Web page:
Drone Crew has received its Remote Operator Certificate (ROC) from the South African Civil Aviation Authority (SACAA), making it the first fully licensed unmanned aerial vehicle (UAV) operator in the South African film industry.
The receipt of the certificate on 23 October makes it the third fully licensed operator overall in South Africa (the others being in anti-rhino poaching and mining sectors).
“We would like to thank all involved at SACAA and DOT [Department of Transport] for processing our application in a professional manner, and our entire team of experts for their hard work and commitment to the process, as well as all those who have supported us and cheered us on along the way. This is a great milestone for us, and we look forward to leading the way in providing a safe and reliable service in this specialised part of the film industry,” Drone Crew said.
Drone Crew specialises in high end drone filming services for the film industry. Flying cameras such as the RED Dragon/Epic/Scarlet or the Arri Alexa Mini, to capture low level aerial footage.
“Considerable extra effort was needed to get approvals for what are considered higher risk operations, but we felt it worthwhile to achieve these approvals to be able to deliver on common requirements for drone operations on film sets,” Drone Crew said.
“We are very glad to say that in addition to normal operations as defined by part 101 RPAS regulations, we also have approval for operations in close proximity to people, operations at night, operations in controlled airspace (near airports), operations in restricted and prohibited airspace, operations near buildings and public roads. All these additional approved operations will be conducted according to our approved operations manual, and within agreed parameters.”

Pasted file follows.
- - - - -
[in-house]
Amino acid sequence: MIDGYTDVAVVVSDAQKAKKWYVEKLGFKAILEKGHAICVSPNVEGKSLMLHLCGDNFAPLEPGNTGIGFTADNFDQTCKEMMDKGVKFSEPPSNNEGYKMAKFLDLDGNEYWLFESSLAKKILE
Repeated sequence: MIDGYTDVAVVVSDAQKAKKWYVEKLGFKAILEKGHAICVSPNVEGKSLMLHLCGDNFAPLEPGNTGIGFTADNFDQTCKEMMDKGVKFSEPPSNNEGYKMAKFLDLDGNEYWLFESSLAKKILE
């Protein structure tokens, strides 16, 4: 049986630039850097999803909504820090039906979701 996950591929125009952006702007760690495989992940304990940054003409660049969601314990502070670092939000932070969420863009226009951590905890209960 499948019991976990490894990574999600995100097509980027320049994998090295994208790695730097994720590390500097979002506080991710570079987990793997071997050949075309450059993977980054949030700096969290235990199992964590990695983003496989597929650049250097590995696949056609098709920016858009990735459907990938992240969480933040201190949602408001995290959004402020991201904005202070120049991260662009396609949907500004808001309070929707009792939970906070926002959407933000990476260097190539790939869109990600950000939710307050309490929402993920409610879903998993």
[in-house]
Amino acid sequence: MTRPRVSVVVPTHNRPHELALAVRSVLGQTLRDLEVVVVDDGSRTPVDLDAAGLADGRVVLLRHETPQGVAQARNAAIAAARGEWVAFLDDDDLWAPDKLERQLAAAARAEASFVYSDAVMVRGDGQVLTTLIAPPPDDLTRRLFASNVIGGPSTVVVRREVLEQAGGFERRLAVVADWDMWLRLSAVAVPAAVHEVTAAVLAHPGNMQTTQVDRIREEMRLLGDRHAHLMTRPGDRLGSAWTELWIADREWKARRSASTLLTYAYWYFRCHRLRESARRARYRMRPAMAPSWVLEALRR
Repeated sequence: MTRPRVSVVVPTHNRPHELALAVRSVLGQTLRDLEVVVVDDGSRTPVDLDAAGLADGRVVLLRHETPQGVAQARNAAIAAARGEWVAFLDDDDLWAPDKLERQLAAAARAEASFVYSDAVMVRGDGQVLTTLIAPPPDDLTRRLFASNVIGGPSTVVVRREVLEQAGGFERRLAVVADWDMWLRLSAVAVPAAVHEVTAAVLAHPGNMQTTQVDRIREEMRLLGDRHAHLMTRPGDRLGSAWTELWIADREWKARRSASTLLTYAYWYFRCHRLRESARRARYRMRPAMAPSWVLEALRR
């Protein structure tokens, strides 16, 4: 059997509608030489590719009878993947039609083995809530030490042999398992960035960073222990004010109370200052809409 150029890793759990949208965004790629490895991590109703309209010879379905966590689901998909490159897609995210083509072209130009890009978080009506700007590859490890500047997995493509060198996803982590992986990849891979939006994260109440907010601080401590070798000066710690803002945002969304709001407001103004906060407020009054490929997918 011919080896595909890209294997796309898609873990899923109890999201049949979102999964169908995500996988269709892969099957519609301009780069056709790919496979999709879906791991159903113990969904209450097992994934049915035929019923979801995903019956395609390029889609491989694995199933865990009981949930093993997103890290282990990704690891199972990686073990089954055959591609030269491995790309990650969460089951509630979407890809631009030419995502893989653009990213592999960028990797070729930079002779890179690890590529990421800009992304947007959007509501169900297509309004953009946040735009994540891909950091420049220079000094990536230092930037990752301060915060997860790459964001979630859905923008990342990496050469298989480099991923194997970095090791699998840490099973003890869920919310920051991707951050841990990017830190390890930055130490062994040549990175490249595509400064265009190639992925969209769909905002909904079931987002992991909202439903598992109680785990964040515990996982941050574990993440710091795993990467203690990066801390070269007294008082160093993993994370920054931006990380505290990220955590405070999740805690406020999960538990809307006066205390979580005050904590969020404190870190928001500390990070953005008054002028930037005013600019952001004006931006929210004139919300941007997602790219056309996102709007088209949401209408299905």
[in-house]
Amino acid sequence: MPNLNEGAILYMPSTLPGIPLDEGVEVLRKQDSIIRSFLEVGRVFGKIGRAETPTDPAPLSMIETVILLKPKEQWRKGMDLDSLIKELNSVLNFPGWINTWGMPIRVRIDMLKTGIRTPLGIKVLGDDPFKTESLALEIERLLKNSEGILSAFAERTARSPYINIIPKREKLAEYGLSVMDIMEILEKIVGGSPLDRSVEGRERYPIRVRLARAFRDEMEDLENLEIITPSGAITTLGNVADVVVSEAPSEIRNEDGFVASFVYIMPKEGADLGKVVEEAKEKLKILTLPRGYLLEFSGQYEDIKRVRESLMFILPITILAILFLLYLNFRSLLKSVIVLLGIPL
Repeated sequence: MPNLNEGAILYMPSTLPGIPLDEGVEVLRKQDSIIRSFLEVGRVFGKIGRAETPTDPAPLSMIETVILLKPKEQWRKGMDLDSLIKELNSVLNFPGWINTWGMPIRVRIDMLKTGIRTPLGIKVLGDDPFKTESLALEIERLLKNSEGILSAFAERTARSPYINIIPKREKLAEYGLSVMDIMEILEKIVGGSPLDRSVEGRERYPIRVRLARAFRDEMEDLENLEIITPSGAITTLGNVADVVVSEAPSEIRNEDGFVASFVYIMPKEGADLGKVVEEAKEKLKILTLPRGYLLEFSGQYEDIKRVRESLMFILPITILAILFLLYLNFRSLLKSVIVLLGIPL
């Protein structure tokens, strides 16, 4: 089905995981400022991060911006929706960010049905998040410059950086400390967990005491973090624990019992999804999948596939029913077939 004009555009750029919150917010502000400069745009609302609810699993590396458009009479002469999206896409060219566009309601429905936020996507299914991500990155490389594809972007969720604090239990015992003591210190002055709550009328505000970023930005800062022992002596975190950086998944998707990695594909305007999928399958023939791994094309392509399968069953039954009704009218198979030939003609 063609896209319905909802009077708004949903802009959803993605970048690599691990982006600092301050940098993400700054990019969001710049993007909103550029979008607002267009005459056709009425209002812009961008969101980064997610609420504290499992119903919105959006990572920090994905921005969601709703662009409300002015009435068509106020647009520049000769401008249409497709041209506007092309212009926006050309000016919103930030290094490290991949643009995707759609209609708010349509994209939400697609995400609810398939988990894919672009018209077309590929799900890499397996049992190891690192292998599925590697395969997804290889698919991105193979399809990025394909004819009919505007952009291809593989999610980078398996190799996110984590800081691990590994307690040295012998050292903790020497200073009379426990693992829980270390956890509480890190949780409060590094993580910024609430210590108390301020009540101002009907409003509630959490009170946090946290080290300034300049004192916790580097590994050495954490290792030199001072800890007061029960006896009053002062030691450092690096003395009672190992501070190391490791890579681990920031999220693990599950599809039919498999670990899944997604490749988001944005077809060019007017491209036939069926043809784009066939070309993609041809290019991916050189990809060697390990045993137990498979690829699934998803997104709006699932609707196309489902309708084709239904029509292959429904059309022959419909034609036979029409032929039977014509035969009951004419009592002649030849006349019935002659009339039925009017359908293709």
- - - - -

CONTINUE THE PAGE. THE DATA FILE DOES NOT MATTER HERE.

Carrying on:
In May 2015 SACAA Director Poppy Khoza announced that the commercial use of UAVs would be regulated from 1 July 2015.
In the first two months since South Africa’s new UAV regulations were instituted the SACAA registered 118 UAVs, issued 10 remote pilot licences and received 10 applications for UAV training organisations.
In September, Gauteng-based ProWings Training became the first flying school in South Africa to be approved by the SACAA as a commercial UAV training organisation.
Earlier this month aerial data solutions provider RocketMine became the first commercial unmanned aerial vehicle operator to be given approval to operate in the mining sector by the SACAA.
The first UAV pilot’s license was issued to Nicole Swart on 10 July, making her the first person to receive such a licence in South Africa, the continent, and most parts of the world as many countries are still striving to come up with regulations to administer UAVs.
South Africa is one of a handful of countries around the world to have introduced comprehensive regulations to guide UAV operations.